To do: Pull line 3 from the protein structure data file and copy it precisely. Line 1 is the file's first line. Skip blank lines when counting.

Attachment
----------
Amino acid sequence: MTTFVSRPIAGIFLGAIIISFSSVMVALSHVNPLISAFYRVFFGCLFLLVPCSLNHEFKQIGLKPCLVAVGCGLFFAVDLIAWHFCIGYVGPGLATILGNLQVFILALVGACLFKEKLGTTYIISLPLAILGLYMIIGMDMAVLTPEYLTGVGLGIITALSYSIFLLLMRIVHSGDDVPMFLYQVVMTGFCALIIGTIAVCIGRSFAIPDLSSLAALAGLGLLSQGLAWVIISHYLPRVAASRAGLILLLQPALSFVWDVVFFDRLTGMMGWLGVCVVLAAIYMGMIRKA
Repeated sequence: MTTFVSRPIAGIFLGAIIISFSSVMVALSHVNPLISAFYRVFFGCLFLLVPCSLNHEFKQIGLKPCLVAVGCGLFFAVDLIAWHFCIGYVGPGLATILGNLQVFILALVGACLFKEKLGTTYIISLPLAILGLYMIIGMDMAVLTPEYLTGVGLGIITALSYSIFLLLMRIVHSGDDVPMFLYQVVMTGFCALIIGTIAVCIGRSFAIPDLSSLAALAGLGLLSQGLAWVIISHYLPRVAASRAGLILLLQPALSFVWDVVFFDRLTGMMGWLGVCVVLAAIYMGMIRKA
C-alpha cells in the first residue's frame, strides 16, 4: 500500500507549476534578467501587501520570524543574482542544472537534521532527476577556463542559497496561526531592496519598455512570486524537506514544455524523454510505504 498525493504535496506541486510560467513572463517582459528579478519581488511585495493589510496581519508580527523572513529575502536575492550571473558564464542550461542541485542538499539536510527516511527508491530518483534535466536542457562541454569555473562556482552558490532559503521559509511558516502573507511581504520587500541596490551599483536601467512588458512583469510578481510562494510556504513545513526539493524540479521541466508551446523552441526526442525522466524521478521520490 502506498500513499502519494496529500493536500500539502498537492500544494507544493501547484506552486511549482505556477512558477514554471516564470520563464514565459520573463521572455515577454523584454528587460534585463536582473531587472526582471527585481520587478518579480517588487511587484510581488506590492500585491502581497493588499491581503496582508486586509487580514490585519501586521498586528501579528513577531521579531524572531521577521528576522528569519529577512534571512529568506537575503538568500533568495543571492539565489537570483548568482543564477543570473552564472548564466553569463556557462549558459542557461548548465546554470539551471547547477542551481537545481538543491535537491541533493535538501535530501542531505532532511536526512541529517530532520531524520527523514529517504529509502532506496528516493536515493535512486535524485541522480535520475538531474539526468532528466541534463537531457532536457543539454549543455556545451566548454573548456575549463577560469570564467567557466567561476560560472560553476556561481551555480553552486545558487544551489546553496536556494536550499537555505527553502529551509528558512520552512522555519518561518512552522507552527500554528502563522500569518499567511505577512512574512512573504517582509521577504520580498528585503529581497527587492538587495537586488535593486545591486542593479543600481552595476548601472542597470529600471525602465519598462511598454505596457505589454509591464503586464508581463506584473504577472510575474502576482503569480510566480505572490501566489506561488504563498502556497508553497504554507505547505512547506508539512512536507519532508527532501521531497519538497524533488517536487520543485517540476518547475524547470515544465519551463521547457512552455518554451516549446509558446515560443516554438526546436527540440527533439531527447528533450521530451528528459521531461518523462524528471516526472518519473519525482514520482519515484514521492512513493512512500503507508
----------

C-alpha cells in the first residue's frame, strides 16, 4: 500500500507549476534578467501587501520570524543574482542544472537534521532527476577556463542559497496561526531592496519598455512570486524537506514544455524523454510505504 498525493504535496506541486510560467513572463517582459528579478519581488511585495493589510496581519508580527523572513529575502536575492550571473558564464542550461542541485542538499539536510527516511527508491530518483534535466536542457562541454569555473562556482552558490532559503521559509511558516502573507511581504520587500541596490551599483536601467512588458512583469510578481510562494510556504513545513526539493524540479521541466508551446523552441526526442525522466524521478521520490 502506498500513499502519494496529500493536500500539502498537492500544494507544493501547484506552486511549482505556477512558477514554471516564470520563464514565459520573463521572455515577454523584454528587460534585463536582473531587472526582471527585481520587478518579480517588487511587484510581488506590492500585491502581497493588499491581503496582508486586509487580514490585519501586521498586528501579528513577531521579531524572531521577521528576522528569519529577512534571512529568506537575503538568500533568495543571492539565489537570483548568482543564477543570473552564472548564466553569463556557462549558459542557461548548465546554470539551471547547477542551481537545481538543491535537491541533493535538501535530501542531505532532511536526512541529517530532520531524520527523514529517504529509502532506496528516493536515493535512486535524485541522480535520475538531474539526468532528466541534463537531457532536457543539454549543455556545451566548454573548456575549463577560469570564467567557466567561476560560472560553476556561481551555480553552486545558487544551489546553496536556494536550499537555505527553502529551509528558512520552512522555519518561518512552522507552527500554528502563522500569518499567511505577512512574512512573504517582509521577504520580498528585503529581497527587492538587495537586488535593486545591486542593479543600481552595476548601472542597470529600471525602465519598462511598454505596457505589454509591464503586464508581463506584473504577472510575474502576482503569480510566480505572490501566489506561488504563498502556497508553497504554507505547505512547506508539512512536507519532508527532501521531497519538497524533488517536487520543485517540476518547475524547470515544465519551463521547457512552455518554451516549446509558446515560443516554438526546436527540440527533439531527447528533450521530451528528459521531461518523462524528471516526472518519473519525482514520482519515484514521492512513493512512500503507508